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Inama Soave Classico 2003

Garganega from Veneto, Italy
    0% ABV
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    Winemaker Notes

    Number 89 on Wine Spectator Top 100 Wines of 2004!

    "Beautiful aromas of mineral, apple and light honey with just hints of lemon rind. Full-bodied, with lively fruit and a long, long finish. A beauty. Drink now."
    -Wine Spectator

    A very ripe wine with lots of orange peel, pineapple and piecrust aromas. Full-bodied, round and rich. Goes on and on, on the palate. Sets the standard for this rich, tasty white wine from the Veneto region of Italy.

    Critical Acclaim

    All Vintages
    Inama
    Inama, , Italy
    Inama
    In the 1960s, Giuseppe Inama, the estate's founder, began using his savings to purchase small plots of vineyards in the heart of the Soave Classico region. At that time few understood the area's potential but Giuseppe believed that he could make a wine capable of restoring Soave's reputation by working with only top quality vineyards of old-vine Garganega (Soave's original grape). Today, Inama comprises 70 acres of vineyards in the heart of the Soave Classico and Giuseppe's son Stefano, who assumed control of te winemaking in 1992 and has wordly outlook, is considered a dynamic visionary of the region.

    Champagne

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    Associated with luxury, celebration, and romance, Champagne is home to the world’s most prized sparkling wine. In order to be labeled ‘Champagne’ within the EU and many New World countries, a wine must originate in this northeastern region of France and adhere to strict quality standards. Made up of the three towns Reims, Épernay, and Aÿ, it was here that the traditional method of sparkling wine production was both invented and perfected, birthing a winemaking technique as well as a flavor profile that is now emulated worldwide. Well-drained limestone chalk soil defines much of the region, lending a mineral component to the wines. The climate here is marginal—ample acidity is a requirement for sparkling wine, so overripe grapes are to be avoided. Weather differences from year to year create significant variation between vintages, and in order to maintain a consistent house style, non-vintage cuvées are produced annually from a blend of several years.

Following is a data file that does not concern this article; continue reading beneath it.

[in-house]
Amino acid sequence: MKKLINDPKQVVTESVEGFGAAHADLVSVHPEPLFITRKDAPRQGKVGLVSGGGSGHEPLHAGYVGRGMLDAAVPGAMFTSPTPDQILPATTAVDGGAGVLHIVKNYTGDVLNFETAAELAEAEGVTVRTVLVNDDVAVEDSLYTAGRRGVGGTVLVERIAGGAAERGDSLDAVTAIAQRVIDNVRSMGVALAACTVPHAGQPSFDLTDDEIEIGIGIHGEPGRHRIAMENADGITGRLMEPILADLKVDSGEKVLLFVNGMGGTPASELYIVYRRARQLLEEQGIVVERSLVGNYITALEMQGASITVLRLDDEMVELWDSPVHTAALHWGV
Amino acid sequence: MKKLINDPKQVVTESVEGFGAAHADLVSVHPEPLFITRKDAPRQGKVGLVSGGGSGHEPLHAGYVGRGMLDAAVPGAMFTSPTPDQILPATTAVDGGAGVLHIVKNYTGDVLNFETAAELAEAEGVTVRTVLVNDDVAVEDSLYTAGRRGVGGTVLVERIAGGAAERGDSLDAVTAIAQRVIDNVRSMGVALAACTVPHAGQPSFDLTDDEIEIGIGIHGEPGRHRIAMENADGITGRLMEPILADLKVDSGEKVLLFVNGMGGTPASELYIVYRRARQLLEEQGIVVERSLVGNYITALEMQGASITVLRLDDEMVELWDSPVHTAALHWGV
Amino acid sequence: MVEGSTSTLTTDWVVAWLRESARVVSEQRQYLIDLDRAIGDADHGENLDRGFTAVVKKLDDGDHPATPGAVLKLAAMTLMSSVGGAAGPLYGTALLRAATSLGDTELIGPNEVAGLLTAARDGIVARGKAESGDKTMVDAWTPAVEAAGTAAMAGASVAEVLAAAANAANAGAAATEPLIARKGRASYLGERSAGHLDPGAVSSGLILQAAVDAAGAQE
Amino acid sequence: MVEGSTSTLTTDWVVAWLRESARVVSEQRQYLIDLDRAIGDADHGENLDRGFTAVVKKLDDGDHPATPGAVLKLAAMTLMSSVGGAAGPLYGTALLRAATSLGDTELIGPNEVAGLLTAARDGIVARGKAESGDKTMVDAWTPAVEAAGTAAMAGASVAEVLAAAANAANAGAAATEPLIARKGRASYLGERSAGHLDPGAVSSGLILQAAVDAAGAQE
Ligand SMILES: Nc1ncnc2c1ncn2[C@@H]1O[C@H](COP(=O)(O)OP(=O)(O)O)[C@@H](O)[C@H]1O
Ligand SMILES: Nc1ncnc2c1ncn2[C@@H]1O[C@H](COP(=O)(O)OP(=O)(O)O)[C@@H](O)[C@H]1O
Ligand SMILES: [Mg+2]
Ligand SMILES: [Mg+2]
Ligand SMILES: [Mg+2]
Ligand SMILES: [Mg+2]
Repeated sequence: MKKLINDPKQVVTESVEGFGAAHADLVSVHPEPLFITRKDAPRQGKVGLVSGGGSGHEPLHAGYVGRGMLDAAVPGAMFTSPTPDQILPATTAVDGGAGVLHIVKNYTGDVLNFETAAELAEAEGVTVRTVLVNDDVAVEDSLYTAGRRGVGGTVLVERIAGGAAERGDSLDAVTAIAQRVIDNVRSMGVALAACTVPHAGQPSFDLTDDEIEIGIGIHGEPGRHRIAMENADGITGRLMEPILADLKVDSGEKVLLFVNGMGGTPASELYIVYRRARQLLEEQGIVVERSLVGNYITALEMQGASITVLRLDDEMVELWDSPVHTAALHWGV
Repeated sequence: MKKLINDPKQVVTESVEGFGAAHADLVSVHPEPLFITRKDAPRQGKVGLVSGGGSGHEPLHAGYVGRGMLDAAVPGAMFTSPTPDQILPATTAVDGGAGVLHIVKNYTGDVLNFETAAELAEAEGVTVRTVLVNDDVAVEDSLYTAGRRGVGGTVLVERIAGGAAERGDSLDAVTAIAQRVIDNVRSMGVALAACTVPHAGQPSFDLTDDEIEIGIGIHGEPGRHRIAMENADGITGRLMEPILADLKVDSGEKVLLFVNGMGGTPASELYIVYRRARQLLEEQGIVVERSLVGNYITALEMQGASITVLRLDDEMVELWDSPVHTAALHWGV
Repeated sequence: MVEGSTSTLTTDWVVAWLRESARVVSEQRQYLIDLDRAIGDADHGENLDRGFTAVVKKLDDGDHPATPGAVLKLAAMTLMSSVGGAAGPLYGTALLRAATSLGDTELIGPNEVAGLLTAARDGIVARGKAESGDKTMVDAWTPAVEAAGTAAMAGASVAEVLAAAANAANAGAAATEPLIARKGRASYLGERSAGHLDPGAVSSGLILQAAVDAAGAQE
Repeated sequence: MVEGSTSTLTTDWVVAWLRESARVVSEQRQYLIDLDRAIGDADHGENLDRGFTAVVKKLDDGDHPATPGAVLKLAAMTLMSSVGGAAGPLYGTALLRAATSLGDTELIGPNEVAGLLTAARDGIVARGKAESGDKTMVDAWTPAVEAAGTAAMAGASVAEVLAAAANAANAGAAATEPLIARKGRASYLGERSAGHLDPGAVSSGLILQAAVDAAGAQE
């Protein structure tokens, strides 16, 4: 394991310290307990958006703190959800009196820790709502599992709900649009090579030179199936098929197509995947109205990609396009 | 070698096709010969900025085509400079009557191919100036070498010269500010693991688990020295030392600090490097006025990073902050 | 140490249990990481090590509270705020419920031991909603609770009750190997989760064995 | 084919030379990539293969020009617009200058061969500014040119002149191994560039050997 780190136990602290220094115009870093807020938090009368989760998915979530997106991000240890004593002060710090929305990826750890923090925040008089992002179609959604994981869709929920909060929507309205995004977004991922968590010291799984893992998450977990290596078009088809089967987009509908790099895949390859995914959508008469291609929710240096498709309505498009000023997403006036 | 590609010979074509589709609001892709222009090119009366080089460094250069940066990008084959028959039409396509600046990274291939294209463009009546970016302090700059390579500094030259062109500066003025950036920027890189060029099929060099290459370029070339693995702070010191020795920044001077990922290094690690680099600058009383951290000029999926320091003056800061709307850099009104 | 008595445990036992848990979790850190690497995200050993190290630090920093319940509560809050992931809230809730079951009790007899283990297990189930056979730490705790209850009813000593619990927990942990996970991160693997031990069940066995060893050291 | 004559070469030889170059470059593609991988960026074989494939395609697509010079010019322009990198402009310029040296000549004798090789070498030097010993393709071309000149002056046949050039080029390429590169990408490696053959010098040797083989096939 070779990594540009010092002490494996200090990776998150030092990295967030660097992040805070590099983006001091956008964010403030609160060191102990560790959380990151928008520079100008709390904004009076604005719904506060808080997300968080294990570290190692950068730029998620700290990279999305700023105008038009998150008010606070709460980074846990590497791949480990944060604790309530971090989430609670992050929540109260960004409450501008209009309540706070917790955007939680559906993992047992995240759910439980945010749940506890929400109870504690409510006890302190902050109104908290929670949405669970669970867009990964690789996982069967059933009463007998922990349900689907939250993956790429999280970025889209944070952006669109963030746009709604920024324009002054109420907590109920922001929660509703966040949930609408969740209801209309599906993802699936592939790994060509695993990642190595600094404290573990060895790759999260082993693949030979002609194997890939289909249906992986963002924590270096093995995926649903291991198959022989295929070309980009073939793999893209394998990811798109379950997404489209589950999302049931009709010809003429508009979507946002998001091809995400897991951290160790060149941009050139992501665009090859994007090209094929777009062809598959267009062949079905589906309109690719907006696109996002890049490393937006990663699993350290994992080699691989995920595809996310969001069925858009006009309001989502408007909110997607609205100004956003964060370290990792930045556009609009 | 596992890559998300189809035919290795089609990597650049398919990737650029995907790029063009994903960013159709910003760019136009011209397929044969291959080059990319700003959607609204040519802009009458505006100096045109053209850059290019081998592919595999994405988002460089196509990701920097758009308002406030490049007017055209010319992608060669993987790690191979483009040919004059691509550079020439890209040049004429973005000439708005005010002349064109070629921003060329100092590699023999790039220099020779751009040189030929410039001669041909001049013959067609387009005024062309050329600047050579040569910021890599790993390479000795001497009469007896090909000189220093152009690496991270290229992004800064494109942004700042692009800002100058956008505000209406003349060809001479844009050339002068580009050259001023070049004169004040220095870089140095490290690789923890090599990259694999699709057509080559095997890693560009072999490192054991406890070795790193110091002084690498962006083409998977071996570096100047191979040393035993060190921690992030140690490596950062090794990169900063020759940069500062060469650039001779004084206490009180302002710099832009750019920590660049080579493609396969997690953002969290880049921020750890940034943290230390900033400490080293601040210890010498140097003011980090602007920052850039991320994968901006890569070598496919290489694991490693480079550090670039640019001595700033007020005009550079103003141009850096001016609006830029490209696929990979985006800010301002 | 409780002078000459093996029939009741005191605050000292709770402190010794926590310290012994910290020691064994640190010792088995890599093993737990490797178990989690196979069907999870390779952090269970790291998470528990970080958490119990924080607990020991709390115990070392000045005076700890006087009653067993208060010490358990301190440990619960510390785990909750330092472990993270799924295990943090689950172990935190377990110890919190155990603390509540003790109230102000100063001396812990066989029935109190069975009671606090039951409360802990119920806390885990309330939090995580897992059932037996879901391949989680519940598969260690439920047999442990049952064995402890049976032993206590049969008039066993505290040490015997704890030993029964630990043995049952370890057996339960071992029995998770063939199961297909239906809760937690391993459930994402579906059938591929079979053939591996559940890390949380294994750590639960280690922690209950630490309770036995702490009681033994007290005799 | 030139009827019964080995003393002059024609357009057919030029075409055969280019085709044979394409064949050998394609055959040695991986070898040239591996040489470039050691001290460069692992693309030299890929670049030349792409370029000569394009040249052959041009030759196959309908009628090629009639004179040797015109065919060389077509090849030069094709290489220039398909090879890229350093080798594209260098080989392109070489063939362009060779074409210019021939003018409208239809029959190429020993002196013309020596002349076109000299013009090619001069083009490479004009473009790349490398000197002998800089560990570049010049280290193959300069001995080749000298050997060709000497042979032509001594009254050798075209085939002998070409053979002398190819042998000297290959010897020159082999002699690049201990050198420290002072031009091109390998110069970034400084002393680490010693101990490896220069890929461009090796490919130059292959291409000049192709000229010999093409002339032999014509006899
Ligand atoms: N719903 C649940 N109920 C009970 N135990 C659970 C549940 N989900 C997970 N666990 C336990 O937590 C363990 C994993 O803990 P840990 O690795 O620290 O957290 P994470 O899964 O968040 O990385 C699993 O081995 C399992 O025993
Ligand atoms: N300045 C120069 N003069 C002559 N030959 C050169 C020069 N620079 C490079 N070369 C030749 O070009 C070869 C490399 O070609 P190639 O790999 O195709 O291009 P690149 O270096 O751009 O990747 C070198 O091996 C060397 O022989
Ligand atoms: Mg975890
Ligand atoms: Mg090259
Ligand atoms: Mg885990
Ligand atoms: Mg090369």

With nearly negligible exceptions, three varieties are permitted for use in Champagne: Chardonnay, Pinot Noir, and Pinot Meunier. These can be blended together or bottled varietally, depending on the final style of wine desired. Chardonnay, the only white variety, contributes freshness, delicacy, and elegance, as well as bright and lively acidity and notes of citrus, orchard fruit, and white flowers. Pinot Noir and its relative Pinot Meunier provide the backbone to many blends, adding structure, body, and supple red fruit flavors. Wines with a large proportion of Pinot Meunier will be ready to drink earlier, while Pinot Noir contributes to longevity. Whether it is white or rosé, most Champagne is made from a blend of red and white grapes—and uniquely, rosé is often produce by blending together red and white wine. A Champagne made exclusively from Chardonnay will be labeled as ‘blanc de blancs,’ while one comprised of only red grapes are called ‘blanc de noirs.’

    YNG117427_2003 Item# 80028

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